A 15-year-old boy presented with a moderate pectus excavatum (Figure 1). The preoperative X-rays are shown (Figures 2,3). He complained about cosmetics and did not have any physiological limitations. He plays badminton without symptoms and claims that he has the same level of endurance as his peers. Because of clinical suspicions concerning Marfan syndrome, he had an echocardiography, which was normal.
The surgical technique is described in details in the paper: short Nuss bar procedure (1).
An epidural catheter is placed just before surgery for postoperative pain treatment. The operation is done under general anesthesia. The patient is placed to the far right of the operation table with the right arm in front of the head. The field is draped, so there is access in an area from the jugular notch on the sternum to the umbilicus and laterally from side to side.
The 5 mm scope port is inserted laterally on the right side at the level of the nipples. The deepest point under the pectus is identified and may be marked outside on the skin in the direction of the scope. The points where the bar should penetrate the chest wall are marked, and may be checked by the thoracoscope if they are in the line with the deepest point by pressing on the point on the skin on the right side, while looking through the thoracoscope. A template of an appropriate length is bent with some overcorrection, and a pectus bar with the same length is bent in the same shape. The ends of the bar are marked on the skin.
Small skin incisions 1–2 cm long are made according to the markings on the skin, and the subcutaneous tunnels are prepared. The introducer is inserted through the right incision and passed through the chest wall at the defined point. The tunnel below the sternum is prepared by blunt dissection with the tip of the introducer, with simultaneous visualization through the thoracoscope. When the tip is at the left marking, it is passed through the chest wall again and pushed to the left through the left subcutaneous tunnel.
The introducer is lifted and the pre-correction is done by manually pushing on the anterior chest wall, especially on the curvatures. A suture or a tape is inserted in the eyelet of the introducer and after retraction of the introducer, is used to guide the bar through the chest. The left end of the bar may be guided by the fingertip through the chest wall. The bar is rotated by using one or two flippers—the instrument which is used to turn the bar. If the right end of the bar is too far away from the chest wall, the bar is flipped back and the end is bent some more, and then flipped back.
A stabilizer is placed on the left side and retracted as medially as possible, and a steel wire around the bar is used to maintain the stabilizer in that position. At this side, the end of the bar may be bent some more using the flipper, but only after the stabilizer has been placed.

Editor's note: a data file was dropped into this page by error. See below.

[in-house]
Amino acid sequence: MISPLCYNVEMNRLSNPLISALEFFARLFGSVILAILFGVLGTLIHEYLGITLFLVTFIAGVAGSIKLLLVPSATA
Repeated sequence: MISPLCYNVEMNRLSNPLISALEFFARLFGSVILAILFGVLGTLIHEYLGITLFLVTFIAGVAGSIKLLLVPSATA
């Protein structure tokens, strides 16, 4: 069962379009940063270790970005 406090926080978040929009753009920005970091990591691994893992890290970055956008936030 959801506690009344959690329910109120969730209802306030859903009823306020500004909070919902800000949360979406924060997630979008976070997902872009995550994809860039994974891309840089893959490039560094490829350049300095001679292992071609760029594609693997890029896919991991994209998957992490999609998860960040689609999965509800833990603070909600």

The tunnel under the sternum is checked by the thoracoscope to verify hemostasis and that there are no injuries to the lung parenchyma. A 16 Fr. Chest tube is then inserted through the trocar, which is then removed. The anesthesiologist ventilates with some positive-end expiratory pressure (PEEP) to expand the lung, while the skin incisions are closed.
Finally, the ventilation is done by hand with the chest tube connected to an underwater seal to exsufflate the chest cavity. The chest tube is removed and the incision is closed by a steristrip. The surgical steps of the correction of the pectus excavatum are presented in the video (Video 1).
Our clinical results have shown that this technique provides a very stable bar with only few cases of bar flipping and dislocation. The median duration of the operation is 36 minutes and less than 1 hour in most patients. The cosmetic results are good with very high rates of patient satisfaction.
If the bar does not pass through the chest wall medial to the highest point, there is an increased risk of stripping of the intercostal muscle. If stripping should happen, the stabilizer should be placed on that side. If you cannot feel the backside of the chest wall, you need to change the introducer to one with a longer tip. The standard introducer that I use is the large size.
If the deepest point of the pectus excavatum lies between two intercostal levels, you will not catch this point with a bar going straight across the chest; instead, the bar may be placed obliquely by using two different levels for entry and exit of the chest wall.
When the pectus is very deep, I prefer to place the first introducer higher than the deepest point. This lifts the deepest point by 3–4 cm, which facilitates the insertion of the next introducer under the deepest point.
If two bars are necessary and should stay close to each other, meaning only one rib apart, they may be inserted through the same skin incisions, but this will not allow you to have two introducers in the patient at the same time. In this situation, you should first place the upper bar and then the lower one. The upper one will in most cases depend too much, so you have to remove it after insertion of the lower one, bend it some more and replace it.
Conflicts of Interest: The author is a Consultant at Zimmer-Biomet.
- Pilegaard HK. Short Nuss bar procedure. Ann Cardiothorac Surg 2016;5:513-8.